Before developers saw to cut and cut the flour mills inside Pillsbury, they stood at the ready beside various purposeful chutes the traversed the floors of between sorters. These machines were belt-driven by the power of Pillsbury’s Mississippi headraces and turbines, the force of which notoriously shook the building’s foundations themselves. The wheels would change the grade of the flour, or the size of the dust produced from crushing the kernels.
This giant gear’s sole purpose was to turn the ship’s single rudder in all conditions.
The grain-centric buildings had automatic fire doors.
The wings of the church had a lot more water damage than the rest. The organ on the balcony was in decent condition when I arrived.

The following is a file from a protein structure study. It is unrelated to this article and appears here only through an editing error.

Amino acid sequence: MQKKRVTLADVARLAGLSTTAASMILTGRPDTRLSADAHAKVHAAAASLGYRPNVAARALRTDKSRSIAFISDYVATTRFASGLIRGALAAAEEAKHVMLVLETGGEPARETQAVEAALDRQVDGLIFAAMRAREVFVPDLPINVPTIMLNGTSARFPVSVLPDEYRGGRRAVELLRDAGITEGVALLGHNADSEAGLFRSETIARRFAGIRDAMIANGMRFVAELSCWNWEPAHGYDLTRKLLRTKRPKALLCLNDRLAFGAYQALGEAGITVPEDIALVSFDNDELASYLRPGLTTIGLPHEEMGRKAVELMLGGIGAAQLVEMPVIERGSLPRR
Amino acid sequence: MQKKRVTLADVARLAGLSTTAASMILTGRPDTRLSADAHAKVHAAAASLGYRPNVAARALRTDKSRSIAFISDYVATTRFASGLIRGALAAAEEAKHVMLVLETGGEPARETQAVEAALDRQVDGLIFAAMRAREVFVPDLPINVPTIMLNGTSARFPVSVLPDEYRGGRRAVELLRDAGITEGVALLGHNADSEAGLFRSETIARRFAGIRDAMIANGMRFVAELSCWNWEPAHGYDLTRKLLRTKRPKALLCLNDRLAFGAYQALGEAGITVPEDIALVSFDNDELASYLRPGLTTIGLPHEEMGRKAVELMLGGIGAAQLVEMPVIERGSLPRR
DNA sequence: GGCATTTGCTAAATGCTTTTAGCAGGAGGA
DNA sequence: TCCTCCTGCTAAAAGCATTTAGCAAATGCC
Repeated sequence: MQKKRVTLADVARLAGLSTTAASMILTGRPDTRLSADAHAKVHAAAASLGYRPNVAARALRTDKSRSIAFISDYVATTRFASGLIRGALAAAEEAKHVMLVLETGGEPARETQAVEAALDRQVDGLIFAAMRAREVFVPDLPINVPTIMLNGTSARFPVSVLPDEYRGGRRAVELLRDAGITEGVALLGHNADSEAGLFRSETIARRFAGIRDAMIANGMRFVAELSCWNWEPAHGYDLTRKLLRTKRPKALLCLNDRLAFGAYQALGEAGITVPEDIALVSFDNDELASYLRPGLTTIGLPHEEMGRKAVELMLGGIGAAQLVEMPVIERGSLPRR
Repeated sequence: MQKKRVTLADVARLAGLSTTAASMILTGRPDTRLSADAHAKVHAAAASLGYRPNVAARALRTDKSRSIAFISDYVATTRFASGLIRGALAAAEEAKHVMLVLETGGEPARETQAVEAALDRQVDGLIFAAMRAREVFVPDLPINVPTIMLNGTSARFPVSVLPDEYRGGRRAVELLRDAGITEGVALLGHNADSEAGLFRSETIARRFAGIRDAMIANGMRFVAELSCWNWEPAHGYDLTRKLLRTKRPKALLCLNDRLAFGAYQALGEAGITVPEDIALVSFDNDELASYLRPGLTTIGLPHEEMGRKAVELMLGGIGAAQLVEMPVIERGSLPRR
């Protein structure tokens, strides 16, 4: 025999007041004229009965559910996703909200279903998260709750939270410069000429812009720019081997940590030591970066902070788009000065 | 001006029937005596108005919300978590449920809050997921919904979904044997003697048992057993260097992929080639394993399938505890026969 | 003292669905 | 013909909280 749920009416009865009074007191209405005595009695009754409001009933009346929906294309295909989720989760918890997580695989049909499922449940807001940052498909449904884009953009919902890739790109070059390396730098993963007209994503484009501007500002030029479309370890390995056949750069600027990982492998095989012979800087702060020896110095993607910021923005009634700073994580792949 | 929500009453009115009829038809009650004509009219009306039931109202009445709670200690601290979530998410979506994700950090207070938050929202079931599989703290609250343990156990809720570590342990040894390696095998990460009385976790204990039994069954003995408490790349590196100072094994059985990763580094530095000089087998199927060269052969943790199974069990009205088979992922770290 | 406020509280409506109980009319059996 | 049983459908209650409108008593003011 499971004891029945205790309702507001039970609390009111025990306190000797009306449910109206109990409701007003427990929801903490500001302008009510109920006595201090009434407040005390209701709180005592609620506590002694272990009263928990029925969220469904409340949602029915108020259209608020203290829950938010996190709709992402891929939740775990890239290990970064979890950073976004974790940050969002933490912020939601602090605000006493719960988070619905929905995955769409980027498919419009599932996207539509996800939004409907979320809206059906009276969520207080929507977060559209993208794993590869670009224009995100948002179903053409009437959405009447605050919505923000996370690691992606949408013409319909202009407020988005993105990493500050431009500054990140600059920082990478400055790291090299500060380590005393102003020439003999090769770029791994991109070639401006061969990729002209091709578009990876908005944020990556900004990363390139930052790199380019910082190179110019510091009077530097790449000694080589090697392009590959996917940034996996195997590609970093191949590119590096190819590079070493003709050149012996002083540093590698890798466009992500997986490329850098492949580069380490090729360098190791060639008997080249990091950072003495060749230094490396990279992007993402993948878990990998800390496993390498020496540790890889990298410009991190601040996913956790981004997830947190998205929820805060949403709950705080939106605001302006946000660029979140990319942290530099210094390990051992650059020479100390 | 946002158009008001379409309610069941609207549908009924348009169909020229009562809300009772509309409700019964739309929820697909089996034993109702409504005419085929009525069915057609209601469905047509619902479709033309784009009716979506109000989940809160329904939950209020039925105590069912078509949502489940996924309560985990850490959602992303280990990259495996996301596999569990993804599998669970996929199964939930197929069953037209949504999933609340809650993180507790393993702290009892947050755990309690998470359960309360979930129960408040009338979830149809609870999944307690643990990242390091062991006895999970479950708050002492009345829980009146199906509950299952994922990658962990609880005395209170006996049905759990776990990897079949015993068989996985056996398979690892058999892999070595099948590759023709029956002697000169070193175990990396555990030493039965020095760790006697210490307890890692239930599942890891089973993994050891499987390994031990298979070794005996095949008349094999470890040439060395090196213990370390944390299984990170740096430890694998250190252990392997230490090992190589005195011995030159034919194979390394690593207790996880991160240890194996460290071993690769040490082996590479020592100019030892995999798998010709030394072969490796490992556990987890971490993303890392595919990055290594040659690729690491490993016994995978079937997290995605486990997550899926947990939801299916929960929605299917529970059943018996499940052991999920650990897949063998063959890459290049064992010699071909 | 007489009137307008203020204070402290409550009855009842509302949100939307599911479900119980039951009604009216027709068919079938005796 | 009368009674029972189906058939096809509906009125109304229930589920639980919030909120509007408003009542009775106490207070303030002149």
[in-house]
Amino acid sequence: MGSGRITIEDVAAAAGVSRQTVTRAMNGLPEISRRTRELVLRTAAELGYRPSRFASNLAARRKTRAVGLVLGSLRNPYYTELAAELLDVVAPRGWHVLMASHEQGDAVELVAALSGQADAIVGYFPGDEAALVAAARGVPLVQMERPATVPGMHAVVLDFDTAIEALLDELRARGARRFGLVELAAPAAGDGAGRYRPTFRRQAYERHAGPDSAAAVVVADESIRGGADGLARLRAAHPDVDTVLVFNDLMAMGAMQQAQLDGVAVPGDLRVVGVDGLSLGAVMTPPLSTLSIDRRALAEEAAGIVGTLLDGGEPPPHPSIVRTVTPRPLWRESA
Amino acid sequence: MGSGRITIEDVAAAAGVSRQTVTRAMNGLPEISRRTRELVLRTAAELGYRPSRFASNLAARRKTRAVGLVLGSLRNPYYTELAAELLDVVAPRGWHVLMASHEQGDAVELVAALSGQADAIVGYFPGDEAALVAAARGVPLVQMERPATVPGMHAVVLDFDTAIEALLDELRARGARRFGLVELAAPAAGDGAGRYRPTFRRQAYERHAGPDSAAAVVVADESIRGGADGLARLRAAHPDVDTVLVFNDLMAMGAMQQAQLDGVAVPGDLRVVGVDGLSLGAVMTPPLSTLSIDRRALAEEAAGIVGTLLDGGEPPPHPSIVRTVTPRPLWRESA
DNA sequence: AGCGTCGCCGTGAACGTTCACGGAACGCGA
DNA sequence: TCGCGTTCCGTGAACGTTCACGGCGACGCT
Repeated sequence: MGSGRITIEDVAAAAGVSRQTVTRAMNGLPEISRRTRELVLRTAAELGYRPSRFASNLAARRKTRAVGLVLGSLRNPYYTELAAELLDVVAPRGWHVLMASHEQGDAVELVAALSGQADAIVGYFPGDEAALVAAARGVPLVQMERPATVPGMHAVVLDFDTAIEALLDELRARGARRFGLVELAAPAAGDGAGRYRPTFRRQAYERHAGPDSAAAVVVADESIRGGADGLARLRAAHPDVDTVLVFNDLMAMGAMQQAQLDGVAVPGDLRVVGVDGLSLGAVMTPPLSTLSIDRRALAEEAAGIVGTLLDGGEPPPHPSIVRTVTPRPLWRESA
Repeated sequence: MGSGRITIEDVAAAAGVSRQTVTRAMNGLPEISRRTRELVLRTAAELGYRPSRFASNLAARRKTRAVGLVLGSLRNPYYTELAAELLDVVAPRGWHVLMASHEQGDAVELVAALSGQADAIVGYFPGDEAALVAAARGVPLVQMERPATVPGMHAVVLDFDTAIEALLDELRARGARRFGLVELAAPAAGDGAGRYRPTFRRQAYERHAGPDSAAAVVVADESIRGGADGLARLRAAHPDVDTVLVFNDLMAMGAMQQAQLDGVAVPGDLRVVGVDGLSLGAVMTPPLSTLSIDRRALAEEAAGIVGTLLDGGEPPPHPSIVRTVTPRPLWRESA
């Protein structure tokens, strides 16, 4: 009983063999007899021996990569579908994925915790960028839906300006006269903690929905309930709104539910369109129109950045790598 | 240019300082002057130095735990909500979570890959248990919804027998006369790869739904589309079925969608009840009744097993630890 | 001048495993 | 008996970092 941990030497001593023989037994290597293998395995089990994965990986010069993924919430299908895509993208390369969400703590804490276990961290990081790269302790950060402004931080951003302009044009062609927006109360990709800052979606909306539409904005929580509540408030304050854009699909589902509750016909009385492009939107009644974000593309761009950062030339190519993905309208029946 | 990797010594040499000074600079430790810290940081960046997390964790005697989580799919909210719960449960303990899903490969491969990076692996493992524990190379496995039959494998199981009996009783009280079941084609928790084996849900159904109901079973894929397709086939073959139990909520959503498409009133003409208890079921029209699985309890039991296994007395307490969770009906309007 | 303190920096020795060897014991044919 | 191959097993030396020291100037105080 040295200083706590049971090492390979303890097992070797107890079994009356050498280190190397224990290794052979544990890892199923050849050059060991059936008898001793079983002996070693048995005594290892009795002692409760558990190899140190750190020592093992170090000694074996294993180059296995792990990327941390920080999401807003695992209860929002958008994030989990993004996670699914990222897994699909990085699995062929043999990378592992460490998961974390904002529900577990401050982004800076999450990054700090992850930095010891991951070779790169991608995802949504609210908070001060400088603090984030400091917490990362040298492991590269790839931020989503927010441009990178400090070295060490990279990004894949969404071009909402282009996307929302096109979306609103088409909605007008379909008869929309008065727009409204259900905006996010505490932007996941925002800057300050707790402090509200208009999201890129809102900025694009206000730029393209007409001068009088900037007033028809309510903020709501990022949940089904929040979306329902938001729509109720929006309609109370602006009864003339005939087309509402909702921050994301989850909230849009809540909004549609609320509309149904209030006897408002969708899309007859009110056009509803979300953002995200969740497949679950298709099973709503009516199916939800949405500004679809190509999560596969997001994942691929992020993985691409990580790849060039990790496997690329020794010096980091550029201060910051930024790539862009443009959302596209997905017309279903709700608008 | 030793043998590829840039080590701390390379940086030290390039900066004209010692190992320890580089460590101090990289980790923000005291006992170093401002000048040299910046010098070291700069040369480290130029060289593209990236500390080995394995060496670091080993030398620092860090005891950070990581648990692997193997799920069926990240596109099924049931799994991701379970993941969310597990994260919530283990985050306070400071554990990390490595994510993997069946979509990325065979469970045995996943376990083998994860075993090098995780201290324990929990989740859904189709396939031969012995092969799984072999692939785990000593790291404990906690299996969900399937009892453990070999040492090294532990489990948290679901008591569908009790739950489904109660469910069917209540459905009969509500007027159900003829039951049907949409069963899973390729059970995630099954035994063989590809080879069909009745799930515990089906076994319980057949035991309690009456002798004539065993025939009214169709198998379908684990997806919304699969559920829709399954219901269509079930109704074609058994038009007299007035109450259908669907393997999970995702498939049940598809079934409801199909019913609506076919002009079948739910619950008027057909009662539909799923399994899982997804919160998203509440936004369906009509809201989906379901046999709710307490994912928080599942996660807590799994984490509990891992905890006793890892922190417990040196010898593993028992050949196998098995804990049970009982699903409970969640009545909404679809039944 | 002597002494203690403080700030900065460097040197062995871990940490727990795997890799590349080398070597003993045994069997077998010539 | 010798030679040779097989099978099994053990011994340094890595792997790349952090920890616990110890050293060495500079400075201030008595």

An impressive message for graffiti in a Detroit warehouse, but then again look at these steam pumps. Over-built and under-appreciated.
Compressors and turbines over the Eagle River.
The Comm Room’s portals once supported many more conduits.
Filters and fans to draw air into the boilers in the second power plant.
Empty spools, thousands of them, were around the mill.